Cognitive behavioral therapy is used to help clients learn how negative thoughts contribute to anxiety. Behavioral therapy helps clients learn how to respond to anxiety-inducing situations or physical sensations by replacing them with healthier behaviors.
Exposure therapy helps clients cope with situations that cause panic attacks. For example, if someone has had a panic attack in an elevator, they can associate the attack with going into an elevator. Now, the panic attack has been mistakenly connected to the elevator, but it does not guarantee that a panic attack will not happen elsewhere. Thus, avoiding elevators does not rule out the possibility of another panic attack. Cognitive behavior therapy helps individuals separate an attack from a location and deal with intervals in which they find themselves in situations that gradually cause anxiety for longer periods of time.
Stress reduction through exercise and deep breathing, a healthy diet and sufficient sleep can help to reduce panic attacks.
Below are various types of medications that can be used in combination with psychotherapy to control symptoms.
Selective Serotonin re-uptake inhibitors (SSRIs)
These are the most commonly prescribed medications used for anxiety disorders. SSRIs work by regulating the activity of serotonin, a neurotransmitter which carries messages between nerve cells. Serotonin affects mood, sleep, temperature, learning, memory, social behavior and several other functions.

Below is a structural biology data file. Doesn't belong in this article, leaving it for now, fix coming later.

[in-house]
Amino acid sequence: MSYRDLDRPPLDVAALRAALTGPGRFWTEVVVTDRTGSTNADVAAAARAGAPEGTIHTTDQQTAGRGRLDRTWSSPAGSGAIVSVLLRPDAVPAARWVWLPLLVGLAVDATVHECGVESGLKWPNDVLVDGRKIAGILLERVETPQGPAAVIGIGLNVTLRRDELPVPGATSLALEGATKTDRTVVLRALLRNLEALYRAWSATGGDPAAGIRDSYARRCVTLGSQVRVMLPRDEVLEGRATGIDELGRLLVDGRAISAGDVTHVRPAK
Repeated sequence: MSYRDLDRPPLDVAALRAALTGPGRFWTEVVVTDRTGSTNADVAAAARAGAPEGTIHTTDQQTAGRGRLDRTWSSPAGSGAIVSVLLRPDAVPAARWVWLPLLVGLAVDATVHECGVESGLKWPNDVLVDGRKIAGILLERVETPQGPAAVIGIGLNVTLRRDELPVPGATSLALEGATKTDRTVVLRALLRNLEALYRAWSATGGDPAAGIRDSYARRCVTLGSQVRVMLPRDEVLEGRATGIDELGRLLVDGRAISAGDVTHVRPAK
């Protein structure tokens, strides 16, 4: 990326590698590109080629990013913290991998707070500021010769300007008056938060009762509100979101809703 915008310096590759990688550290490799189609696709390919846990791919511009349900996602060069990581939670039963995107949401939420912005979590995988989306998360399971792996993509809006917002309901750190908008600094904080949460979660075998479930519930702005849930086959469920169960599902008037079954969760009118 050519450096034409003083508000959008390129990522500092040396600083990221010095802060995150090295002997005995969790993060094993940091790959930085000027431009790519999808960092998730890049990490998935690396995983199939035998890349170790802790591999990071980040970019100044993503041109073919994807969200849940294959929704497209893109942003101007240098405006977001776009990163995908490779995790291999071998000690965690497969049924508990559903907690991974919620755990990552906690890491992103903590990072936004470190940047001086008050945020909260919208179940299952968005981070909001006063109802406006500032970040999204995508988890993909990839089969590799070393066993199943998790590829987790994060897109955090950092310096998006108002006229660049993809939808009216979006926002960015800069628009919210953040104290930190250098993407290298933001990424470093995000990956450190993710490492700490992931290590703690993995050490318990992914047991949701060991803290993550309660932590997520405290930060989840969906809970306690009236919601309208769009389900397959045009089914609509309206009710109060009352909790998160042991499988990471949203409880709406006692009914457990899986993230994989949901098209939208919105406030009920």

SSRIs correct serotonin imbalances by reducing the re-uptake (re-absorption) of serotonin into the brain and enabling it to build up. Increasing the level of serotonin in the brain increases brain activity, which in turn boosts mood in people with OCD, depression, and some types of anxiety disorders.
Examples of SSRI antidepressants include:
- Citalopram (Celexa)
- Escitalopram (Lexapro, Cipralex)
- Paroxetine (Paxil, Seroxat) - Also used to treat panic disorder, OCD, social anxiety disorder, generalized anxiety disorder and PTSD;
- Fluoxetine (Prozac) - Also used to treat OCD, bulimia, and panic disorder.
- Fluvoxamine (Luvox) - Although primarily used in the treatment of OCD, a doctor may prescribe it for depression.
- Sertraline (Zoloft, Lustral) - Also used to treat panic disorder, OCD, PTSD, social anxiety disorder, premenstrual dysphoric disorder.
Serotonin-norepinephrine re-uptake inhibitors (SNRIs)
These medications influence the activity of brain chemicals (neurotransmitters) thought to play a role in anxiety disorders. They work by increasing the levels of the neurotransmitters serotonin and norepinephrine by blocking their re-absorption into cells in the brain.
Examples of antidepressants include:
- Desvenlafaxine (Pristiq): Similar to Venlafaxin;
- Duloxetine (Cymbalta)
- Venlafaxine (Effexor): Also used to treat generalized anxiety disorder, panic disorder and social anxiety disorder.
This class of drugs is frequently used for short-term management of anxiety. Benzodiazepines are effective in promoting relaxation and reducing muscular tension and other physical symptoms of anxiety.
Long-term use may require increased doses to achieve the same effect, which may lead to problems related to tolerance and dependence. They can be habit forming and can cause a number of side effects, including drowsiness, reduced muscle coordination, and problems with balance and memory.
- Lorazepam (Ativan),
- Diazepam (Valium),
- Chlordiazepoxide (Librium), and
- Alprazolam (Xanax).